“Cigarette butts are commonly, unconsciously and inexcusably dumped into the global environment every year,” said Dr. Holly Bamford, Deputy Assistant Administrator for the National Ocean Service at National Oceanic and Atmospheric Association. “Once these filters make their way into our oceans, they could be mistaken for food and ingested by birds and marine life, which could cause them to choke or starve to death. We have to begin to change social norms so that just like every other form of litter, it is unacceptable to drop plastic cigarette butts anywhere other than proper receptacles,” she said.


Now, Big Tobacco Is Eager To Please

The industry scrambles to get Congress to approve the $368 billion settlement

As negotiations were under way at the ANA Hotel outside of Washington to hammer out legislation on the historic $368 billion tobacco settlement, tobacco lawyers threw down a glove: If the White House doesn't back their requests for immunity from civil litigation, they could walk as soon as Feb. 13.

Tough talk. But who's listening? The tide has turned on the powerful tobacco lobby. This year, Big Tobacco must plead, cajole, and probably even compromise to get Congress to turn the proposed deal--and its language promising limited immunity from future litigation--into law. The promise of immunity never won widespread backing among antitobacco forces or within the Administration, anyway. And after dramatic disclosures about cigarette-marketing efforts aimed at underage smokers, even Big Tobacco's longtime Republican allies are wavering on the idea of immunity. Another complication for the industry: Because President Clinton has earmarked tobacco money for some of his domestic initiatives, Republicans have more reason to back away.

Time is running out. Unless Congress takes up the tobacco settlement soon, the issue will get pushed aside until after next fall's elections. Meanwhile, the legal assault on tobacco proceeds. Minnesota launched its case against the tobacco companies in late January and Attorney General Hubert H. Humphrey III promises to expose dozens of damaging industry documents at the trial. On Feb. 9, a major second-hand smoking trial is set to open in Indiana.

Big Tobacco is adjusting its tactics. Industry executives spent years stonewalling and challenging all scientific evidence of the health risks from smoking. But last year, when documents began to surface in state suits that showed that the companies knew of the risks and intentionally marketed to minors, they began to backpedal. By this January, when several industry CEOs testified before Congress, they were downright contrite--admitting that nicotine is addictive, that smoking plays a role in causing cancer, and that their marketing included studies of teen smokers. "It is immoral, it is unethical, as well as illegal to market to people under age," said Steven Goldstone, chairman and CEO of RJR Nabisco.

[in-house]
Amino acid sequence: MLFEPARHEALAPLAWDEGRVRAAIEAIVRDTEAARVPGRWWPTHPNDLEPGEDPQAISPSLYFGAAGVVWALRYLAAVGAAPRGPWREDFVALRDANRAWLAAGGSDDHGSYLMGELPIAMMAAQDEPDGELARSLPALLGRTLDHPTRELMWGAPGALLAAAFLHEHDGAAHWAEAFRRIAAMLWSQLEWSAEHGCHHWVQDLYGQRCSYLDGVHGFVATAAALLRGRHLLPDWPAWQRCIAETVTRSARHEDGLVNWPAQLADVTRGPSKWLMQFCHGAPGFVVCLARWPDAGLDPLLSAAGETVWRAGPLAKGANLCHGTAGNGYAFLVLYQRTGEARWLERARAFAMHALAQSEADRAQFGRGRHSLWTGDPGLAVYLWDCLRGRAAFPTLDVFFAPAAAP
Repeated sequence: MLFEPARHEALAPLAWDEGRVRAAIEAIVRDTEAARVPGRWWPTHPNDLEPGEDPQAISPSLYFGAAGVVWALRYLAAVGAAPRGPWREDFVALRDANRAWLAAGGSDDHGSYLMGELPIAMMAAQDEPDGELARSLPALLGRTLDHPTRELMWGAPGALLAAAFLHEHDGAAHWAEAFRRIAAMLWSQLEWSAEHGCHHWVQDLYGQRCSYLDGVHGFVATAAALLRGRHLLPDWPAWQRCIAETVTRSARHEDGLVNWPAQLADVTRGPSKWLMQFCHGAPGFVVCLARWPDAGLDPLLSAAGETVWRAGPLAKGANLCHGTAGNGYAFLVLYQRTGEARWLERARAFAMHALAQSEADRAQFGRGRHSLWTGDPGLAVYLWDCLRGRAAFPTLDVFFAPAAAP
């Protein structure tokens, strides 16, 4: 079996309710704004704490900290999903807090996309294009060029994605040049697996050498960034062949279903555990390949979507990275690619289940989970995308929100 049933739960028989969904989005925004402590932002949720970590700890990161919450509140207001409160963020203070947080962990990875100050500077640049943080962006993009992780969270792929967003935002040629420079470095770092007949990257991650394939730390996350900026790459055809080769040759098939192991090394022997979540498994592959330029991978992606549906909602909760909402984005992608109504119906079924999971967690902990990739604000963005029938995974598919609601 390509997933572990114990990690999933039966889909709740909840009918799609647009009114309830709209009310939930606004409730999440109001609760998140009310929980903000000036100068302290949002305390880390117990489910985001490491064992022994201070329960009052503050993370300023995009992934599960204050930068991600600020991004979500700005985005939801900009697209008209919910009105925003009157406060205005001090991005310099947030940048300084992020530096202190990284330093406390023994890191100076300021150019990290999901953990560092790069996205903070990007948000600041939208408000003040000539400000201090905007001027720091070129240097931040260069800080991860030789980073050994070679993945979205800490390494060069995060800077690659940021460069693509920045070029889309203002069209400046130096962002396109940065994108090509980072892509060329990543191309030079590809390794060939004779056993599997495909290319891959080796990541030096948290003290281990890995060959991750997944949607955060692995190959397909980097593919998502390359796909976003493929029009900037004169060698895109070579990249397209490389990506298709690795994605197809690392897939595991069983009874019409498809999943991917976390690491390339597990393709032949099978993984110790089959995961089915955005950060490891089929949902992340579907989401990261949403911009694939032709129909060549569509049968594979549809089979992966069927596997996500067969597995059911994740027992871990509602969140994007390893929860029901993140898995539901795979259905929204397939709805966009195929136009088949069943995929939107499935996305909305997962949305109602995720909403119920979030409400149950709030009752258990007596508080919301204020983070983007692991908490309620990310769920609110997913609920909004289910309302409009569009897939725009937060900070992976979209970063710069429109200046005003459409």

The kinder, gentler face of Big Tobacco is part of a program prescribed by Washington spin-doctor firm, Bozell Sawyer Miller Group. But Bozell also recommends maintaining tobacco's traditional hardball tactics in an ad campaign aimed at prodding voters to pressure Congress for the deal to get those billions. Meanwhile, industry lawyers are playing hardball in the negotiations.

None of this has slowed the antitobacco forces, who figure they can write laws to get the tobacco money without making the immunity deal. A bill by Sen. Edward M. Kennedy (D-Mass.), which would raise $600 billion from the industry over 3 years without granting any immunity, is the most draconian of several proposals now before Congress. The public-health community is organizing to launch, by mid-February, a new publicity campaign demanding no immunity whatsoever for Big Tobacco, and is recruiting former Surgeon General C. Everett Koop to lead the charge.

All parties are waiting for President Clinton to act. A senior White House official says that immunity is "philosophically the most difficult" issue for Clinton and that it will be "the last thing on the table." The President, the official says, will weigh a simple question: "Is what you're getting worth what you're giving up?" In his new budget, Clinton is counting on $65 billion in revenues from a tobacco deal. That motivates him to go for the deal, but negotiators are getting tired of waiting for him to decide. "If the Administration doesn't commit on immunity, you could get a walkout" by the industry, says Joe Rice, a lawyer for states suing the industry and a key player in the settlement talks.

Would Big Tobacco drop its demand for a ban on class actions? A consultant to the industry hints that it might--but only if there are no other concessions. If that's the strategy, Big Tobacco could be in trouble. Shares in the industry dropped by 15% in January amid concerns that the settlement might fall apart. And perhaps more important, the industry's difficulties with the immunity issue are exposing a previously unrecognized weakness in Big Tobacco's vaunted lobbying power. "They're very good at killing things, but they're not very good at passing things," says John Coale, a leading plaintiff's lawyer involved in the tobacco talks. It may turn out that the immunity issue is the one that ultimately makes Congress immune to the persuasions of Big Tobacco.By David Greising in Atlanta, with Susan Garland and Richard Dunham in WashingtonReturn to top